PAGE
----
Reverend Walter E. Fauntroy's keynote address to the SCLC informs his listeners of the trials and the triumphs of African-Americans in the US. Fauntroy focuses primarily on the subject nonviolence and provides his listeners with a summary of the progress that blacks have made since the start of the Civil Rights Movement.

SCLC News Release on Voter Registration

This press release from the Southern Christian Leadership Conference describes Dr. King's prediction that many African-Americans would register to vote in the upcoming election. Dr. King also remarks that President Kennedy "has not lived up to his civil rights campaign promises."

SCLC Program Areas

This flyer explains seven SCLC programs. These programs include voter registration, political education, citizenship education, Operation Breadbasket, direct action, Operation Dialogue, nonviolence and leadership training.

SCLC Resolution on 1966 Civil Rights Act

At its Tenth Annual Convention, the SCLC Board adopts a resolution calling upon President Johnson and Congress to reverse a vote on Title IV (Open Housing) of the Civil Rights Act of 1966 that effectively permits discrimination in the sale or rental of private housing. It also faults the Administration for failure to enforce Title VI (Ban on Federal Funds for Segregated Programs and Schools) of the Civil Rights Act of 1964 and for inadequate appointment of voter examiners under the 1965 Voting Rights Act.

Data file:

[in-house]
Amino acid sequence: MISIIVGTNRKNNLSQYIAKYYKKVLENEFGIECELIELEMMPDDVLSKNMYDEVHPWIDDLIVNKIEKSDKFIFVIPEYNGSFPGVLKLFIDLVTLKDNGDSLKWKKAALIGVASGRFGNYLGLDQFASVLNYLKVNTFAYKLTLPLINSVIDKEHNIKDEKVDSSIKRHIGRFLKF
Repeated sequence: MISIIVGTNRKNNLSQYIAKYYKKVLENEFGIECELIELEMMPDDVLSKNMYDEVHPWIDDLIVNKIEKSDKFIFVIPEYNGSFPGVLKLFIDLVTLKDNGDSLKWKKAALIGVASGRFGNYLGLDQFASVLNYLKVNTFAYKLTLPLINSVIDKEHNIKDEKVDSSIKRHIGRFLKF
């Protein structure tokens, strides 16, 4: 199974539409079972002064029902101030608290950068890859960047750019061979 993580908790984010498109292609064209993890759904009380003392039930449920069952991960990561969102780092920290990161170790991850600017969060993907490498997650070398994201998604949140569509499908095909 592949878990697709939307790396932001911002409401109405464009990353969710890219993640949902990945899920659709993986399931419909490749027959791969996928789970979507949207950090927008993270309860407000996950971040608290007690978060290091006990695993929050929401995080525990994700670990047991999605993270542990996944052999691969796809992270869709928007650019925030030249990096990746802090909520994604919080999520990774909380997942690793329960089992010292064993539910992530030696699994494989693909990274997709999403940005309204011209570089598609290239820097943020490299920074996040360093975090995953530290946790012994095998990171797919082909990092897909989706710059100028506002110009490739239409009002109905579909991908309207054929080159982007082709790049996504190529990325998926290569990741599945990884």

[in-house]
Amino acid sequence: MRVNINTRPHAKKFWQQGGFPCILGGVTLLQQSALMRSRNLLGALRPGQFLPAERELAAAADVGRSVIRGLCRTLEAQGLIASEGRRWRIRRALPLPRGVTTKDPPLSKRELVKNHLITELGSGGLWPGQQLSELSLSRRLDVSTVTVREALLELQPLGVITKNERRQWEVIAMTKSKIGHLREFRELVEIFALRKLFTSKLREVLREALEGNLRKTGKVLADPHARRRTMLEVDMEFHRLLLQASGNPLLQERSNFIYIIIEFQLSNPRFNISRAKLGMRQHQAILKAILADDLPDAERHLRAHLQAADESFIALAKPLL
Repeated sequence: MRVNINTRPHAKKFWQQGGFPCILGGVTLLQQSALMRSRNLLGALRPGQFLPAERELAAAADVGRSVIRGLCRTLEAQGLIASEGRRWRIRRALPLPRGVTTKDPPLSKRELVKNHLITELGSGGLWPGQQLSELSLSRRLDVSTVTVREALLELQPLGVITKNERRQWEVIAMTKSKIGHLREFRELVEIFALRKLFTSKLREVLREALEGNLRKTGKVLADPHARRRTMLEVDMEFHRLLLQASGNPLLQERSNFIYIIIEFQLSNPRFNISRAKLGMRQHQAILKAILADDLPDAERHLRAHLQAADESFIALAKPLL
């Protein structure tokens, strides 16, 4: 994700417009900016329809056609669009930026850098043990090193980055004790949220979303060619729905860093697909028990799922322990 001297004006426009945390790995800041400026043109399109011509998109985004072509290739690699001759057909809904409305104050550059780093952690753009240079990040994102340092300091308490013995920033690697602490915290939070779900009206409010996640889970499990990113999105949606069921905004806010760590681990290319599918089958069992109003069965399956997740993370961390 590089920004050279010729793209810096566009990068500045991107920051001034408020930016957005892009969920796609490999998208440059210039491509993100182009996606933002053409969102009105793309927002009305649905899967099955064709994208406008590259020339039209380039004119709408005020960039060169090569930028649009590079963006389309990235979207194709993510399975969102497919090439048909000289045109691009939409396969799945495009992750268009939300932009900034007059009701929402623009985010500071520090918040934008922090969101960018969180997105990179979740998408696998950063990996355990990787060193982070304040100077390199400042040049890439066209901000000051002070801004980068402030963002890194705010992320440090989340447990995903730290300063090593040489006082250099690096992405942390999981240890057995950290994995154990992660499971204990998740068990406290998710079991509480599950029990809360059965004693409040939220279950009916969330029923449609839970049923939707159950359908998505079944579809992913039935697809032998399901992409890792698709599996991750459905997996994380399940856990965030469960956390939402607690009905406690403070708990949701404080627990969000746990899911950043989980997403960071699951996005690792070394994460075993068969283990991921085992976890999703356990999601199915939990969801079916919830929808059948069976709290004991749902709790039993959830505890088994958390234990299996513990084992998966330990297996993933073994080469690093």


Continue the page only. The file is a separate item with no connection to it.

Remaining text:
SCLC Resolution on Afro-American Unity

In this resolution approved at its Tenth Annual Convention, SCLC affirms the need for Afro-American unity. The organization commits to conduct regional unity conferences involving all sectors of the Negro community, hold Identity Workshops on history and culture, and develop economic and political power so that Negroes can own and control their own communities. The resolution concludes by affirming the importance of black spiritual power, economic power, and political power.

SCLC Revel Report

In this report, the Southern Christian Leadership Conference provides the strategic planning for a nationwide program aimed at educating African Americans on nonviolence principles.

Showdown for Nonviolence

Dr. King discusses the rationale and strategy for the 1968 Poor People's Campaign in Washington, D.C. He explains that the SCLC hopes to avoid a national holocaust by promoting massive nonviolent demonstrations.

Southern Leaders Conference letter to Eisenhower

Ministers meeting at the Southern Negro Leaders Conference on Transportation and Non-Violent Integration co-signed this letter to Pres. Eisenhower.

Speaking Out

Dr. King discusses the roles of Civil Rights leaders. He states that leaders do not control crime but have the responsibility of maintaining discipline. Dr. King reminds his audience that the Negro was the creator of nonviolence.

Speech to National Press Club

Dr. King answers a number of questions from the National Press Club.

Speech to the Freedom Riders